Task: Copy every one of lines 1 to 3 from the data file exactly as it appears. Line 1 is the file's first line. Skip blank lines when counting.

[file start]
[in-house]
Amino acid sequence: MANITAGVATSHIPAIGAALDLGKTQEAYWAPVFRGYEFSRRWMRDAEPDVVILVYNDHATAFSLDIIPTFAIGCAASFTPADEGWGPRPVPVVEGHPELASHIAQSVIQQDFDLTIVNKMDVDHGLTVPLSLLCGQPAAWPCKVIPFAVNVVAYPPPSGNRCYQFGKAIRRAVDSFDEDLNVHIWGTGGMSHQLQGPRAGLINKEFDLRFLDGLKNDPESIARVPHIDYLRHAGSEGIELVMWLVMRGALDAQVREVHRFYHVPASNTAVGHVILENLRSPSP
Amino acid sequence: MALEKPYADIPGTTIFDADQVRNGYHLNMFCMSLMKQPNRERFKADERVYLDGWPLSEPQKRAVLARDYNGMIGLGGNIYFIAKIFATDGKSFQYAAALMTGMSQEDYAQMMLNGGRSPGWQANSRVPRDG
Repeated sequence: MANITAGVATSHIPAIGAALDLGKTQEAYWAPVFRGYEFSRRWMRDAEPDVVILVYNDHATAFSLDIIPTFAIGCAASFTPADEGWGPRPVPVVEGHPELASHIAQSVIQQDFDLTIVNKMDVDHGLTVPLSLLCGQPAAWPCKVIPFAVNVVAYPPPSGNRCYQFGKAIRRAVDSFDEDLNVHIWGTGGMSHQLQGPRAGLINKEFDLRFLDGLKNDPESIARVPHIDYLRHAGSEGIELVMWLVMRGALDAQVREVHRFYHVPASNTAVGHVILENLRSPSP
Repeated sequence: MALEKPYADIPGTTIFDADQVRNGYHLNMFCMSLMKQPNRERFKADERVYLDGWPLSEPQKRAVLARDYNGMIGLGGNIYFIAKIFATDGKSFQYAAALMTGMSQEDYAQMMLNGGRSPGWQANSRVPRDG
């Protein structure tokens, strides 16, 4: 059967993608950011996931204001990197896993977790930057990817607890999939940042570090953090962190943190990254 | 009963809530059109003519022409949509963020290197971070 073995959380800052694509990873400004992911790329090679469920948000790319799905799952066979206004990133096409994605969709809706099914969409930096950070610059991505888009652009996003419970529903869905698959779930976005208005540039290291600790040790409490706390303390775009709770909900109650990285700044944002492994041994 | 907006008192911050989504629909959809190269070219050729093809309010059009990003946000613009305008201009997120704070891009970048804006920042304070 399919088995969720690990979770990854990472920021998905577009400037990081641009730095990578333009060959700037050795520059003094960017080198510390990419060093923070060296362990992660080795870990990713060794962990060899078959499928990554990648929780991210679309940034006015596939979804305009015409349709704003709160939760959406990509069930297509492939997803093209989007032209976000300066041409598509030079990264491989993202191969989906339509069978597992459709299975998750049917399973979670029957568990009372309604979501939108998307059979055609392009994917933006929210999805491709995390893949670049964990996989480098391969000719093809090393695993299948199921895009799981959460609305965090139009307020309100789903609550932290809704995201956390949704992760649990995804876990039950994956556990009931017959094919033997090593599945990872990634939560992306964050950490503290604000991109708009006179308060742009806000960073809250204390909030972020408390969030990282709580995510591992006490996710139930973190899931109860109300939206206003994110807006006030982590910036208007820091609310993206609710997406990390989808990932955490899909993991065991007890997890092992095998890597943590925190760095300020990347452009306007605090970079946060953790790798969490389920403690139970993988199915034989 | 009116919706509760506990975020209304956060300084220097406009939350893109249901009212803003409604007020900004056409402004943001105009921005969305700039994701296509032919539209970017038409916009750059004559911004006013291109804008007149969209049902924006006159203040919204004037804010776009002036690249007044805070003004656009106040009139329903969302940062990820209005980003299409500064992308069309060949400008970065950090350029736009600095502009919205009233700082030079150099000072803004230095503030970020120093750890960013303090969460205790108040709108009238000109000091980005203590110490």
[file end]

[in-house]
Amino acid sequence: MANITAGVATSHIPAIGAALDLGKTQEAYWAPVFRGYEFSRRWMRDAEPDVVILVYNDHATAFSLDIIPTFAIGCAASFTPADEGWGPRPVPVVEGHPELASHIAQSVIQQDFDLTIVNKMDVDHGLTVPLSLLCGQPAAWPCKVIPFAVNVVAYPPPSGNRCYQFGKAIRRAVDSFDEDLNVHIWGTGGMSHQLQGPRAGLINKEFDLRFLDGLKNDPESIARVPHIDYLRHAGSEGIELVMWLVMRGALDAQVREVHRFYHVPASNTAVGHVILENLRSPSP
Amino acid sequence: MALEKPYADIPGTTIFDADQVRNGYHLNMFCMSLMKQPNRERFKADERVYLDGWPLSEPQKRAVLARDYNGMIGLGGNIYFIAKIFATDGKSFQYAAALMTGMSQEDYAQMMLNGGRSPGWQANSRVPRDG